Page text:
France passes revised download law
Illegal downloaders face web ban, fines, possible jailPARIS -- The French government passed a revised version of anti-piracy law the "Hadopi" on Tuesday, after months of debates and alterations, Gallic authorities said.
Gaul's National Assembly voted in favor of the law -- 285 "oui" votes against 225 "non" -- calling for the creation of a High Authority for the Broadcast of Content and the Protection of Internet Rights (Hadopi) to regulate online piracy in the territory.
The revised version of the bill, nicknamed "Hadopi 2", has been the subject of intense debates among the country's media industry, politicians and public web users. Hadopi 2 replaces a harsher original version of the measure that was rejected after being named unconstitutional. However, the new version is still considered to be one of the toughest measures ever drafted in the worldwide battle against internet piracy, and should serve as a precedent for surrounding territories.
Illegal downloaders of film or music in France will now face fines of up to €300,000 ($440, 837) and two years in jail. Authorities are also now authorized to cut off Internet access to said offenders. The Cultural Ministry estimates that more than 1,000 French net users per day could be cut off from their Internet access under the new law. Parents could also see their family Internet connection cut off in response to illegal downloading on the part of their children.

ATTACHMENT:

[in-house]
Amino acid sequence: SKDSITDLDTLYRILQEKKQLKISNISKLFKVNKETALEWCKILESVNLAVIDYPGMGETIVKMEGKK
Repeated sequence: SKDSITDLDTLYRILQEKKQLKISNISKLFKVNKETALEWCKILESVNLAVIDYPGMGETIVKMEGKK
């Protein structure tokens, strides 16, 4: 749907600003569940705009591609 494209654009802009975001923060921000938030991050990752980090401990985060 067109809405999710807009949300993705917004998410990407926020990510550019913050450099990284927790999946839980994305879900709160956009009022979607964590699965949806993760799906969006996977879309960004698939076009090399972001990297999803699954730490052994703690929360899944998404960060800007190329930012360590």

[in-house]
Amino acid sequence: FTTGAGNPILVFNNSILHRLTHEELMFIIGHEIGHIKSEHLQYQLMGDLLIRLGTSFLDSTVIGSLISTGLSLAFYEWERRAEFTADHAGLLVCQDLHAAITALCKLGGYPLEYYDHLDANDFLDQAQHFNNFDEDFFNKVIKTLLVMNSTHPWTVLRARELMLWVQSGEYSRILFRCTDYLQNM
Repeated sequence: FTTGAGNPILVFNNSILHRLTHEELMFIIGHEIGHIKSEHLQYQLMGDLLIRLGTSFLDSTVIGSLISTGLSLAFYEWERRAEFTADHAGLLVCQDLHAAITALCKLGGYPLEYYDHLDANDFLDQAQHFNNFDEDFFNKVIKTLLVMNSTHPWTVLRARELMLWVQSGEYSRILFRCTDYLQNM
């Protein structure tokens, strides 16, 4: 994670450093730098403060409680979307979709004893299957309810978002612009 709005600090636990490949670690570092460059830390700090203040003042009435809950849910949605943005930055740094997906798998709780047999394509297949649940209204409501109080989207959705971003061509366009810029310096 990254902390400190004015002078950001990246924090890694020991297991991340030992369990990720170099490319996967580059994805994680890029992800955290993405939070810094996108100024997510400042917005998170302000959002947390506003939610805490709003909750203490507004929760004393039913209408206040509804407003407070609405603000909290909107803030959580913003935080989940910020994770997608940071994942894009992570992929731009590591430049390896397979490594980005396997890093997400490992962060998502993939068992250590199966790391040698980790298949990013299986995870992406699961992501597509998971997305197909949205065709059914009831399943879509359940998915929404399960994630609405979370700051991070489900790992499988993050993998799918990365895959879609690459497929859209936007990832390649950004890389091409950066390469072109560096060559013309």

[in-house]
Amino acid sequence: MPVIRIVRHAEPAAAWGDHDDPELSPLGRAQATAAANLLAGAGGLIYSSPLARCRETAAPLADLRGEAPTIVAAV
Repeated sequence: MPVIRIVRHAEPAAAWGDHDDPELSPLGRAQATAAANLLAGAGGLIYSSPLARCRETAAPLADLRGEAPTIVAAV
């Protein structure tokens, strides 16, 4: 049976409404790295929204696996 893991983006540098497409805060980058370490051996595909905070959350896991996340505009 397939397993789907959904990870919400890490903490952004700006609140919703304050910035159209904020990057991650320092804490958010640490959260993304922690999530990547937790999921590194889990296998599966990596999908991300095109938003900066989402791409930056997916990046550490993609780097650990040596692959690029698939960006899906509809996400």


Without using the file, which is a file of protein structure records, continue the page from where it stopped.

"I'm very happy about this vote. It validates a text that respects a balance between everyone's interests," UMP party leader Jean-Francois Cope told press in Paris on Tuesday.
Recently-appointed Minister of Culture Frederic Mitterand also expressed his satisfaction with the vote, telling press: "Artists will remember that we finally had the courage to break with the laissez-faire approach and protect their rights from people who want to turn the net into their own libertarian utopia."
The Hadopi 2 still needs to be confirmed by a final vote in French parliament by senators and deputies, considered to be a simple formality, before being officially passed.